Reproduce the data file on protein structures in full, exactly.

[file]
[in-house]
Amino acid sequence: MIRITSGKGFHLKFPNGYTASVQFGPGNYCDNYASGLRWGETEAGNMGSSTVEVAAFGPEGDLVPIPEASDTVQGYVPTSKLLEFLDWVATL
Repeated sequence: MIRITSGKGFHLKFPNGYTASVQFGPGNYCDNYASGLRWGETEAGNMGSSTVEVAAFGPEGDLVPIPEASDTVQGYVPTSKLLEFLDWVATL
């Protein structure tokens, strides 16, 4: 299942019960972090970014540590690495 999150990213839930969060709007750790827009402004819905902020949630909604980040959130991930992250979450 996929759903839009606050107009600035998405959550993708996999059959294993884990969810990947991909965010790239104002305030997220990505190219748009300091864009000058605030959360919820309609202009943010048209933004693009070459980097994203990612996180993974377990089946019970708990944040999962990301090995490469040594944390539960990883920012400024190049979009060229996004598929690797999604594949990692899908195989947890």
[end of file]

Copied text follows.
[in-house]
Amino acid sequence: MIRITSGKGFHLKFPNGYTASVQFGPGNYCDNYASGLRWGETEAGNMGSSTVEVAAFGPEGDLVPIPEASDTVQGYVPTSKLLEFLDWVATL
Repeated sequence: MIRITSGKGFHLKFPNGYTASVQFGPGNYCDNYASGLRWGETEAGNMGSSTVEVAAFGPEGDLVPIPEASDTVQGYVPTSKLLEFLDWVATL
């Protein structure tokens, strides 16, 4: 299942019960972090970014540590690495 999150990213839930969060709007750790827009402004819905902020949630909604980040959130991930992250979450 996929759903839009606050107009600035998405959550993708996999059959294993884990969810990947991909965010790239104002305030997220990505190219748009300091864009000058605030959360919820309609202009943010048209933004693009070459980097994203990612996180993974377990089946019970708990944040999962990301090995490469040594944390539960990883920012400024190049979009060229996004598929690797999604594949990692899908195989947890």